In the past 60 years, Miami has turned from a vacation destination for touring classical musicians to a prestigious venue for performance. I can remember a famous violinist, one of the nicest I ever met, who would plan two weeks at the Sonesta and make sure that would be the timing of his Miami performances each season. But, times have changed with the emergence of so many arts organization.
However, we hope you remember one that has remained constant – The Friends of Chamber Music of Miami. From the Guarneri and Juillard Quartets to pianists like the wonderful Rudolf Firkusny and many others, Miami concertgoers have known there has been one play to hear the world’s greatest instrumentalists in recital, in the area’s finest acoustic venues.
Yes, there have been plenty of other wonderful concerts in the community, many taking place at Dade County Auditorium or the Gusman Concert Hall in Downtown Miami. And I myself remember some amazing performances there.
And while many many think my last name has me a biased observer, anyone knows that I could not be more unbiased in my views if they have listened to me argue with my father over which performers performances, and concerts deserve the most praise.
For me, the best place for Miami classical music concerts has always been the Friends of Chamber Music. Why?
1. Hearing world class performers each and every concert
2. Hearing masterpieces on each and every program
3. Hearing both #1 and #2 in a music setting that is so intimate, that everyone hears every voice in the music. Everyone in the audience talks about the tone of the first violin, or the glorious sound of the cello, or the incredible mastery of the pianist. This is what makes chamber music such an incredible listening experience.
4. And most recently, no place else in South Florida can one hear one of the world’s greatest young opera singers in a solo program. No, not an elaborate opera in costume with an orchestra (visible or not). No, just the pure magnificence of one of the Metropolitan Opera’s leading young sopranos or tenors – ones that have appeared under the baton of the great maestro James Levine himself at Lincoln Center.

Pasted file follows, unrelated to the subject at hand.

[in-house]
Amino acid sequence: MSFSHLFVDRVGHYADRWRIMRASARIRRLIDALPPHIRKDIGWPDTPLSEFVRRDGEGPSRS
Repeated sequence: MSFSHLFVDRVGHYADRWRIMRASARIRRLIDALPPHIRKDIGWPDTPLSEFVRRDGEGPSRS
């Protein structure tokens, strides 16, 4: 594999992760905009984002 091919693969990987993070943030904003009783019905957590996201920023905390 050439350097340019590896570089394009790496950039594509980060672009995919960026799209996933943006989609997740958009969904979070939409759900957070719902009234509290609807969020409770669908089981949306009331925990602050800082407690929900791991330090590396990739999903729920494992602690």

For this, I hope you subscribe to our 60th season – filled with concerts that represent exactly the greatness and legendary experiences I have described above.
When you join us this season, you will hear the complete Beethoven Piano Trios by today’s pre-eminent piano trio Kalichstein-Laredo-Robinson; the 70th anniversary of Russian’s best known string quartet today – “the Borodin’s” (as their fans say); three of today’s most electrifying pianists from England and Russia (Benjamin Grosvenor, Stephen Hough, and Nikolai Lugansky) that frequently perform with the world’s greatest orchestras and at the most prestigious concert venues, and the returns of the Ehnes Quartet in all-Beethoven and Roberto Diaz bringing with him the Brentano Quartet (whom thousands worldwide raved about while watching them perform with the finalists of the most recent Van Cliburn Competition). And on a sentimental note, the season brings back to the podium a conductor, James Judd, who has touched so many of us and likely has conducted more performances in South Florida than any conductor in our region’s history.
While I work in Boca Raton and will not look forward to one minute of I-95 each night this season, this will be the season I will not miss a single moment.
Because it is not just that it is the 60th anniversary season and I feel a duty to support it however I can, I also want to make sure I experience every incredible moment of each concert – as this season’s schedule is every bit that attractive.
I hope you agree, and join me.
Concertgoer since college (Late 1980s)
FOCM Board Member (3rd season)